Rudensky’s Photos Featured in The New York Times

Ricky Preslar, who has undergone growth-attenuation therapy, in his bedroom. (Photo by Sasha Rudensky/For the New York Times.)

Ricky Preslar, who has undergone growth-attenuation therapy, in his bedroom. (Photo by Sasha Rudensky/For The New York Times)

Photographs by Sasha Rudensky ’01, assistant professor of art, are featured in the March 22 online edition of The New York Times. The images accompany an article “Should Parents of Children With Severe Disabilities Be Allowed to Stop Their Growth?

Rudensky’s images are of 9-year-old Ricky Preslar, who who underwent a controversial medical intervention known as growth-attenuation therapy. When children with intellectual and developmental disabilities enter adolescence and adulthood, the simple tasks of caring for them — dressing, toileting, bathing, holding and carrying — can become prohibitively difficult for parents. Arresting a child’s growth could benefit both child and parent. Ricky currently weighs 43 pounds and is 43 inches high.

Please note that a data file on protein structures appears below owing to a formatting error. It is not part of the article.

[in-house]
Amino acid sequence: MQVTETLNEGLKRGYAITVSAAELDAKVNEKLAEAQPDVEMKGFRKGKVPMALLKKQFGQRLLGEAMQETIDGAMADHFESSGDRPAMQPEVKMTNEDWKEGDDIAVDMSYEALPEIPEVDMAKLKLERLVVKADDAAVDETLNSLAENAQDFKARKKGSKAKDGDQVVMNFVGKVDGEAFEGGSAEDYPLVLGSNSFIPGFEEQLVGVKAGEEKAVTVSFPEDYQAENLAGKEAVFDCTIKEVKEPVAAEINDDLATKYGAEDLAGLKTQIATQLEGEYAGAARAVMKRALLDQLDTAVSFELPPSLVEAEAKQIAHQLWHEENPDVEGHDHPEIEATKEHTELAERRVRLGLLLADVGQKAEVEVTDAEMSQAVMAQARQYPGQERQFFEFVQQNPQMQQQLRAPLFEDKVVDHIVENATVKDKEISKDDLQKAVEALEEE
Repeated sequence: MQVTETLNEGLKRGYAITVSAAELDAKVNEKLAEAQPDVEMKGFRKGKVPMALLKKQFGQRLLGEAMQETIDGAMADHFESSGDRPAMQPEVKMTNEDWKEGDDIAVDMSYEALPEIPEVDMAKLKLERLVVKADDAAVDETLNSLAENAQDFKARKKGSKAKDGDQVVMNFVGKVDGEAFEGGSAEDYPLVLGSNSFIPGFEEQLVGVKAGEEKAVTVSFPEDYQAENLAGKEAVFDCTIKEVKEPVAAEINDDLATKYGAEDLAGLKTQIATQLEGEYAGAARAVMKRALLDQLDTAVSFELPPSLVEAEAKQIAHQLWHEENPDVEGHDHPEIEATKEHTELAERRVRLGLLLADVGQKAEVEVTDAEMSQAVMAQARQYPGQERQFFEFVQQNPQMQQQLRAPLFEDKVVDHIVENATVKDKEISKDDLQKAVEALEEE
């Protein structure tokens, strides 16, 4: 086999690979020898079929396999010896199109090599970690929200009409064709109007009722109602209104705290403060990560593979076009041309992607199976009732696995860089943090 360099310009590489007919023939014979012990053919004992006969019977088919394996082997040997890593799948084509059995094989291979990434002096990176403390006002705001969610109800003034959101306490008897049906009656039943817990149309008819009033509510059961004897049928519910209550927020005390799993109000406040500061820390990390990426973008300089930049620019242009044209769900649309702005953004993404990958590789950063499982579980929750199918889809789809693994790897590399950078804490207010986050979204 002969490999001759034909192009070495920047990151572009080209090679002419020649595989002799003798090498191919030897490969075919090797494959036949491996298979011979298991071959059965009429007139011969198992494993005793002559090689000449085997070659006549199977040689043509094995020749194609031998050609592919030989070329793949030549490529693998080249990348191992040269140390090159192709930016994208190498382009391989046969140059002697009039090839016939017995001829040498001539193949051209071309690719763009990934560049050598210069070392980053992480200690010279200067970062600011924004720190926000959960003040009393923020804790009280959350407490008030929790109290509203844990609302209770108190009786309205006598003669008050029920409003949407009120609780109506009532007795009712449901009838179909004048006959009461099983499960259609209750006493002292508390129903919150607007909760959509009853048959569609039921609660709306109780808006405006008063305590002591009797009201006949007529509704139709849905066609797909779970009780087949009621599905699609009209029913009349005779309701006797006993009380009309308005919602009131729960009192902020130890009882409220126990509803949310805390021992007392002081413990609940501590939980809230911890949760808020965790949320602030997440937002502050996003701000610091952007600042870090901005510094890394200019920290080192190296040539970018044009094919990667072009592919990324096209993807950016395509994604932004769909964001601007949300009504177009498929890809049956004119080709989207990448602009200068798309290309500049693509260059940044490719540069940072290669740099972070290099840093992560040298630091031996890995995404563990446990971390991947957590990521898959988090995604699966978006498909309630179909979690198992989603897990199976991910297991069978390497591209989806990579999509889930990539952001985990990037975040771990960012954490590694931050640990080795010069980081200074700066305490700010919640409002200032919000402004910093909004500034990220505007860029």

From the time he was 4 until just shy of his 7th birthday, he received doses of estrogen high enough to stimulate the premature closing of the epiphyseal or “growth” plates, the thin wedges of cartilage found at the end of the long bones in children and adolescents.

Rudensky studied studio art and Russian literature at Wesleyan where she received a BA in 2001. She received her MFA in photography from Yale University in 2008. Her other photographs can be found online at http://www.sasharudensky.com.

The Preslar family at home. (Photo by Sasha Rudensky/For The New York Times).

The Preslar family at home. (Photo by Sasha Rudensky/For The New York Times).